Across their multitude of projects, Shayne Oliver has always stood at the forefront of innovation. The driving force behind their work is Anonymous Club, a collective that unites emerging talent and Oliver’s close collaborators across music, nightlife, and art. In this FRONTPAGE feature combining multiple interviews with Oliver and company, writer and curator Ebony L. Haynes assesses their impact and the importance of their signature brand of groupthink.
There’s something comforting about the phrase “gang mentality.” Also known as mob, pack, or herd mentality, the psychology behind it speaks to the loss of the individual self and the heightened emotional states which may lead to peer influence. It largely affects the way one might process information and make decisions. Not surprisingly, the textbook definition is not where my comfort lies, nor can the comfort it affords be understood or appreciated by everyone. The gang mentality I welcome, and even seek out, can more accurately be described as “unwavering support” and “strength in numbers.” My gang provides a sounding board, they are reliable and accountable, and they only want to see me achieve my goals and perform to my utmost potential. This kind of Gang Gang is what I thought about while speaking with members of Anonymous Club.
Founded by Shayne Oliver and comprised of a core group of creative partners – including Tama Gucci, Izzy Spears, Total Freedom, Christian Velasquez, Santiago, Thug Pop, and Ian Isiah – Anonymous Club is less of a brainstorm and more of a constant creative squall; it’s the perfect storm for a removal of labels and rigidity. Oliver has created a studio where fine art, music, fashion, and Blackness can thrive. It feels like a house party that you are happy to be invited to, and one that you also wish you could get a behind the scenes glimpse into what they’re cooking in the kitchen - because as we all know, the best parties happen in the kitchen. Anonymous Club is the kitchen. When I asked what some members thought about how Anonymous would grow, I got the overwhelming response that Oliver has already put in everyone’s mind that Anonymous Club is like a school. It’s an institution, and, as Ian Isaiah put it “everyone is on the honor roll.”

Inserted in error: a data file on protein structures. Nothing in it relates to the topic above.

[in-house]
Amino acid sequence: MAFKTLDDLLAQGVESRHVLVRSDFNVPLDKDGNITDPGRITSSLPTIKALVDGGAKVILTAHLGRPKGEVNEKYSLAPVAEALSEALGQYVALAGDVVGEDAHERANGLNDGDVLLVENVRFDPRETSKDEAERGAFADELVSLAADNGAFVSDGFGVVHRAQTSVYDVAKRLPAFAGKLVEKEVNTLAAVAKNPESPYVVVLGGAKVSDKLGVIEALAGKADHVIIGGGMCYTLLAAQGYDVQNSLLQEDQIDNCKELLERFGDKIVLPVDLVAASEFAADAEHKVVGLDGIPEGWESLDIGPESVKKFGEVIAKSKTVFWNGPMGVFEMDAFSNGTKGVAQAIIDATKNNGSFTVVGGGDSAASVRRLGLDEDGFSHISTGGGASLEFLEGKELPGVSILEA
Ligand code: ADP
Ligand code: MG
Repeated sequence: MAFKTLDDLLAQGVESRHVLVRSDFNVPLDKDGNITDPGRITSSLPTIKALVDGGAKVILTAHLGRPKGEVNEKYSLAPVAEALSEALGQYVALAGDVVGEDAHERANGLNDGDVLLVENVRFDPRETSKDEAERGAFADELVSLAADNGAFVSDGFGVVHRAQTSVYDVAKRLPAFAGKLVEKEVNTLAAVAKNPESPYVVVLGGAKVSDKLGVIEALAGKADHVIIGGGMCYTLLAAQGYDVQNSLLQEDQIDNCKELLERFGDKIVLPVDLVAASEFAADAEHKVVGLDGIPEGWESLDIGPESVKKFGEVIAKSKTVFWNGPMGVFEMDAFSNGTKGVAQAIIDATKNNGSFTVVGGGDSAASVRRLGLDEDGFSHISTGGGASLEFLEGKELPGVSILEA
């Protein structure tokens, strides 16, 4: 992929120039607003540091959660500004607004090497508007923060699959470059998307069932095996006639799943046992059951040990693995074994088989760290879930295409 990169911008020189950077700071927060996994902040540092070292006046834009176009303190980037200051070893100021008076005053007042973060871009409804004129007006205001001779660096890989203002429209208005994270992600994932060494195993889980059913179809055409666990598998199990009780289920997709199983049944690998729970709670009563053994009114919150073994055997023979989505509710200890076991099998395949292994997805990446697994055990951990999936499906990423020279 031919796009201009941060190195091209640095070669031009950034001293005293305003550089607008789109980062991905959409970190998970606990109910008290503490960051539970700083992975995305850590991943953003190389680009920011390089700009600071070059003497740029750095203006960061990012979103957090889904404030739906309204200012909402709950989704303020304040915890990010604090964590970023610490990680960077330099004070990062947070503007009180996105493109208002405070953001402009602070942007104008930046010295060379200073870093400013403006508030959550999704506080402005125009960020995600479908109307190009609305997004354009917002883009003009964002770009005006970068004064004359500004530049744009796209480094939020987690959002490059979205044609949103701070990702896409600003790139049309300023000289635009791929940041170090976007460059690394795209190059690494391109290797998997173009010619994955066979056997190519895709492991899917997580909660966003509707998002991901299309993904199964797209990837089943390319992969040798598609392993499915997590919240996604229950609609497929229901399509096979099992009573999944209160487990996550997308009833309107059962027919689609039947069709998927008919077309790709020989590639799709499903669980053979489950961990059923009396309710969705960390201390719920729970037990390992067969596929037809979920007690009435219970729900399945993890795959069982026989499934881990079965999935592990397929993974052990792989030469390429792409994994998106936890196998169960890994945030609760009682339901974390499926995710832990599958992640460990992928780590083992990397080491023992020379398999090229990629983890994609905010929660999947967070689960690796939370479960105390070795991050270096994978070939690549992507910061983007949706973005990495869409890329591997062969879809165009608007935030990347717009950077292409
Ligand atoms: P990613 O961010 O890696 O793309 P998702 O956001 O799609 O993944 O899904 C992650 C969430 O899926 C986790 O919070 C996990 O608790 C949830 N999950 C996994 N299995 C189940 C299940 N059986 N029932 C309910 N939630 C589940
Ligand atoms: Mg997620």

Working backwards from what the goal of Anonymous Club might be, I would say that there is a need to create alternative space within the trajectory of being successful. I want to give people that space so they can fight for their idea of success and creative hubs are something that people think are frivolous but are actually really needed to remain sane when you’re jumping through hoops of modern economy. For me, the end goal for this hub is to work to generate its own form of economy and strength while creating viability and encouraging the members to maintain their truths.
When Shayne decided to start Anonymous Club, I knew it was to develop a sound that went alongside a visual aesthetic. He played me a few jams, and I fell in love. Days later, I came into the studio to meet some of the artists he had, and we started writing hits immediately, lol. Anonymous is like a toy box of new, young creatives with fresh vision and ideas that will — for sure — influence and contribute to the present and future in culture.
Anonymous is just love. It’s like Genesis - the start of something great and instead of working against people, you’re working with people. It definitely gave me a sense of community.
Oliver recently relaunched the infamous and iconic brand Hood By Air [HBA], which is arguably where Anonymous Club gets its bones – and its bones are made up of endless ideas. Also akin to the HBA idea-infinity pool is Anonymous Club’s sense of family and community. This is not the “community” and “family” that your company’s new Diversity and Equity officer tries to feed you - this is the GoodFellas and Heat kind of crew; the kind of crew that would rob a bank with you and not need to count the bag because they trust you implicitly. It’s the place where you don’t need to explain your cultural reference points because everyone at the table gets it, and everyone also understands the need to prove to those who are not in the club that they can reference their government approved textbooks, rather than the mix tape from the swap meet, if needed.
Anonymous more of a family dynamic. It’s not like this is the barber, this is the stylist. It’s more organic. Being in the studio isn’t just pen to paper with a set amount of time, instead we’re all cooking at the same time. We all try to reach the same goal - we’re all trying to explore our untapped potential, individually and as a group. Anonymous Club is more like a family.
Until recently, the word “hiatus” has largely provided the framework for understanding the fate of HBA and its members. But I would argue that Hood By Air was never on “hiatus,” as some media outlets chose to report. Rather, you were just not part of the gang that needed to be in the know of what was cooking (or perhaps, simmering). HBA didn’t always meet the calendar benchmarks of fashion weeks or runway lines, nor did they feel the need to respond when you asked. But the Gang Gang was doing things, together and apart. And it’s in this doing where the flexibility of anonymity lies. Anonymity also lies in the blurred margins, where there’s no such thing as a C-suite, and you don’t even notice the removal of titles because you’re working for or with someone who looks like you – someone who has the same cultural references as you, and sounds like you. The rigid delineation that comes with someone’s title, accreditation, pronoun, prefix, or suffix often creates too small a box to feel completely free to work and create. Finding the most comfortable gang space not in the black or white, but the off-white, and not in the street wear or haute couture, but in the street couture.